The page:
Monday, September 21, 2020

Security in Insecure Times

On Wednesdays my parents and I (alone, together)  are watching a series of talks by Elisabeth Elliot: "Suffering Is Not for Nothing," on the Ligonier Ministries YouTube channel. The session we watched last week quoted part of an Amy Carmichael poem which spoke reassuring stability into this uncertain and tumultuous year. Perhaps it will encourage someone else too.


When stormy winds against us break, 
   Stablish and reinforce our will; 
O hear us for Thine own name's sake;
   Hold us in strength, and hold us still.

Still as the faithful mountains stand
   Through the long, silent years of stress, 
So would we wait at Thy right hand,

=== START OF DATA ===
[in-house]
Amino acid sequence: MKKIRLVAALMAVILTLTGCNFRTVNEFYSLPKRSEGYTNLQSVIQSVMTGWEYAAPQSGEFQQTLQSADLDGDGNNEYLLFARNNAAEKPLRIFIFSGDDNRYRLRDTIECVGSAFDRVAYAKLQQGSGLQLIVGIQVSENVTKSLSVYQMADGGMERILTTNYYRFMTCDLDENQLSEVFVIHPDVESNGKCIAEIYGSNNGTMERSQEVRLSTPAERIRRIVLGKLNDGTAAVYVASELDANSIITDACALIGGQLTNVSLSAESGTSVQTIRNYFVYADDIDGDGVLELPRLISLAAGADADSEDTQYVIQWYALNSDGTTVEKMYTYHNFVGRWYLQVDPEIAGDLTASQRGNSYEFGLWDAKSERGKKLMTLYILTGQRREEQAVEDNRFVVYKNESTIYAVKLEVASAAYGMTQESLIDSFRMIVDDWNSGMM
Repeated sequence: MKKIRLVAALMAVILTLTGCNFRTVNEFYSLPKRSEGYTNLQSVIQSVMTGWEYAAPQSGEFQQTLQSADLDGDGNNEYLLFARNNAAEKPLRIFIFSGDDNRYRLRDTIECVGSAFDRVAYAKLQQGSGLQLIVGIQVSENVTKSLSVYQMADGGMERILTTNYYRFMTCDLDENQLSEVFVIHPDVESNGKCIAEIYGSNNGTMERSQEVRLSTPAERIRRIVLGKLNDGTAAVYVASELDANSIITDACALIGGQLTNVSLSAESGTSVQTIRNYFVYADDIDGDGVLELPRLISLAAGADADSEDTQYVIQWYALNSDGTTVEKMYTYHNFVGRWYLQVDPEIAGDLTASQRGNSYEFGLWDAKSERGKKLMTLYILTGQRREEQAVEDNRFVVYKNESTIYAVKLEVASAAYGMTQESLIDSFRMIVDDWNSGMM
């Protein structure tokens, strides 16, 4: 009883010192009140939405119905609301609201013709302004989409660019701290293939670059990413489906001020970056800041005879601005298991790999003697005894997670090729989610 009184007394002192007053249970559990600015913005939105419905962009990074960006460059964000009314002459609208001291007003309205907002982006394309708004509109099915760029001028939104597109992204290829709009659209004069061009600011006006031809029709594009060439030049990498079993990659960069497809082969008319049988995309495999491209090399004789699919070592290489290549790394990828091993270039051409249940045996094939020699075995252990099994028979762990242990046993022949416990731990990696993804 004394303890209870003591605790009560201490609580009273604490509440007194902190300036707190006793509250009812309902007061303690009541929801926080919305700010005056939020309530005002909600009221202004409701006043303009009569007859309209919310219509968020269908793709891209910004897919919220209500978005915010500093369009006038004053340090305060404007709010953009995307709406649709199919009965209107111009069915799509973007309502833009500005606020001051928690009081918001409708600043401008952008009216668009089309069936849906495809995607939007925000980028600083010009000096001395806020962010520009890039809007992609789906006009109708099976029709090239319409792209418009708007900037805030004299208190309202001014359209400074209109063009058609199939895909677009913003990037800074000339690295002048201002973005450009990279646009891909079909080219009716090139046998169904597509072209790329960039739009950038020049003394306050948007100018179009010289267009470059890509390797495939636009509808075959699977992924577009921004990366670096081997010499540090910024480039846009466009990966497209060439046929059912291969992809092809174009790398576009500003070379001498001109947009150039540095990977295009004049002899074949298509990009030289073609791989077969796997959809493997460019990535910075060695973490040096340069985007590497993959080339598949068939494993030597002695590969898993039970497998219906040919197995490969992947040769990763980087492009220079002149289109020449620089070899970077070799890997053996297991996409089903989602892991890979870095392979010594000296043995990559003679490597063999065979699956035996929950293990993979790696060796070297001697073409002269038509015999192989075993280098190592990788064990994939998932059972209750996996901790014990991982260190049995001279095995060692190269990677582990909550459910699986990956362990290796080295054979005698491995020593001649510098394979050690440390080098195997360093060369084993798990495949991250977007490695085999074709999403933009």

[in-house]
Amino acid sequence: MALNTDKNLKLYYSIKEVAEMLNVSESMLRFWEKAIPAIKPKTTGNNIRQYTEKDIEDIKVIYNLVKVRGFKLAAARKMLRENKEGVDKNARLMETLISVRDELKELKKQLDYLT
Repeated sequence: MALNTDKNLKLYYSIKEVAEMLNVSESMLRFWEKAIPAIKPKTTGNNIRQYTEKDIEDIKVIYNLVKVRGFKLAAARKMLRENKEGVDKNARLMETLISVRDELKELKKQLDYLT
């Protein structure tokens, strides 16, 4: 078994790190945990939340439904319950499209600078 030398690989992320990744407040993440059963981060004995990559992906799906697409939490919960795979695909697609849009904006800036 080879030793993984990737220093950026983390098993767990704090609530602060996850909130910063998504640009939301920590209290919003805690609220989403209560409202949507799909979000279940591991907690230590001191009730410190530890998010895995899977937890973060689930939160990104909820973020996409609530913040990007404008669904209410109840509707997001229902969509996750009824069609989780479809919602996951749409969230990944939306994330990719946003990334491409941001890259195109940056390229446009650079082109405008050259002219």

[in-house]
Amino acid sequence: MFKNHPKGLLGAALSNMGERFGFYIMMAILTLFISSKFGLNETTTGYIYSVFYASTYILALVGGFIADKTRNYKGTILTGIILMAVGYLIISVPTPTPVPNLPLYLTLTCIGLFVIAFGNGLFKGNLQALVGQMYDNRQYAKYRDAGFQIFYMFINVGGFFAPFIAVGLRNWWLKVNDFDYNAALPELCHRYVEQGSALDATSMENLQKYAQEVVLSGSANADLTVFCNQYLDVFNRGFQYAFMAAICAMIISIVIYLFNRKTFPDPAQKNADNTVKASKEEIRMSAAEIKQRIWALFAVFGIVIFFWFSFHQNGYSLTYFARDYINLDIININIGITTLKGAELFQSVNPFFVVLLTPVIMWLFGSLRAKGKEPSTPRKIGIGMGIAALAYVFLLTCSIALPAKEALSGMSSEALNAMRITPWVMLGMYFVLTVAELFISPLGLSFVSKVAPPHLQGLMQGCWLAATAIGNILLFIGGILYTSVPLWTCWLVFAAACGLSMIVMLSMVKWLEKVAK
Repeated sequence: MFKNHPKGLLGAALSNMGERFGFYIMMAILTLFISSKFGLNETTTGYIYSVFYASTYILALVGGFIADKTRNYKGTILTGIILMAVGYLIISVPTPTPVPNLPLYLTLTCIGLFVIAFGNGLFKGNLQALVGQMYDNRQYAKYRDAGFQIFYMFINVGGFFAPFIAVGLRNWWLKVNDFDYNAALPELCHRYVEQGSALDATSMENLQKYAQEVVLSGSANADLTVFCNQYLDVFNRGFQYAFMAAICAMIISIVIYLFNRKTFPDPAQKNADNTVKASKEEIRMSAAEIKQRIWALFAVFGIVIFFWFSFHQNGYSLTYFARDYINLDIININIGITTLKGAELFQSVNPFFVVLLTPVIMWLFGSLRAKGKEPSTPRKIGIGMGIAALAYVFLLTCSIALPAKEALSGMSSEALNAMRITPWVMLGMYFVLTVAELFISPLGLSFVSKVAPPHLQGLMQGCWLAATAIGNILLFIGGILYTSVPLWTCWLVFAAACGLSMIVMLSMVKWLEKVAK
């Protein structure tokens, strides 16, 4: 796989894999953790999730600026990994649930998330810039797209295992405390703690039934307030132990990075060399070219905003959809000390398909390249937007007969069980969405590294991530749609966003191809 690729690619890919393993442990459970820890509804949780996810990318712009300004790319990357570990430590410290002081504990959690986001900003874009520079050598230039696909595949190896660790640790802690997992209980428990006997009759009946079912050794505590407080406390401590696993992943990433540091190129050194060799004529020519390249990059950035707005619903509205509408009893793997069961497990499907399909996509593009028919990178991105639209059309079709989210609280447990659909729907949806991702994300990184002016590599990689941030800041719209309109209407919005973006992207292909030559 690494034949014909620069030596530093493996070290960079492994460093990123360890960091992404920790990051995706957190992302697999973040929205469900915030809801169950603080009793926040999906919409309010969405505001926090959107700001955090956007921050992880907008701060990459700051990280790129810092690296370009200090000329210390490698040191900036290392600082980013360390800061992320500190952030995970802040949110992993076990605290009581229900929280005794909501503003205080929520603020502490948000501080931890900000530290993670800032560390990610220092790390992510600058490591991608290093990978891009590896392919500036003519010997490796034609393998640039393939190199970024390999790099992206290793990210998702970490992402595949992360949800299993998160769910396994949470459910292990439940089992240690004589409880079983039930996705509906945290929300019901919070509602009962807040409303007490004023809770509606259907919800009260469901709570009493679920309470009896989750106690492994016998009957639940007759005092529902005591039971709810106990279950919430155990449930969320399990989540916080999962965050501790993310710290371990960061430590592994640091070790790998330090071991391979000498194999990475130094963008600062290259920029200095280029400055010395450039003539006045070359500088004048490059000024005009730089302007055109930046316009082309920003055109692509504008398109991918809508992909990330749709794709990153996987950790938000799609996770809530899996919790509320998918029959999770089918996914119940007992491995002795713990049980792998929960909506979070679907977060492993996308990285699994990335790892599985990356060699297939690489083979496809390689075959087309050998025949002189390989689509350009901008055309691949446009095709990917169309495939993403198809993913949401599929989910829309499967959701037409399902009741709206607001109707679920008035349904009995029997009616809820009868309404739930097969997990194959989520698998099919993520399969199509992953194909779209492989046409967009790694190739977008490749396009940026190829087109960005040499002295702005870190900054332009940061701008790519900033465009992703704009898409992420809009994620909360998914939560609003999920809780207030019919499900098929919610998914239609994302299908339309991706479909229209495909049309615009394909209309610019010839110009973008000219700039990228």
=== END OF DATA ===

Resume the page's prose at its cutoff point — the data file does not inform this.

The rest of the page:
In quietness and steadfastness. 

But not of us this strength, O Lord,
   And not of us this constancy; 
Our trust is Thine eternal word, 
   Thy presence our security. 

(Quoted from Mountain Breezes)

Wednesday, September 16, 2020

The Worst That Could Happen {A Poem}


What's the worst that could happen

If you set aside your spade,

Paused from cultivating the garden of your discontent,

Lopping off roses and counting thorns,

Planting what-ifs,

Blanketing if-onlys like mulch,

Harvesting heartache?

What's the worst that could happen

If you sowed your sorrows,

Buried shards of shattered heart,

Watered them with surrendered tears,

Offering your brokenness

That the God of resurrection

May transfigure it,

Blooming forth beauty of holiness

And joy from pain?

What's the worst that could happen

If you dared to believe

That God is cultivating--

Through the very desolation that you dread--

A glorious harvest beyond

Everything you thought you wanted?

What's the worst that could happen

If you yielded your crushed and bruised spirit

To the True Gardener

And dared to abide in hope

Of abundant and eternal fruit?

Thursday, September 10, 2020


Red sage in bloom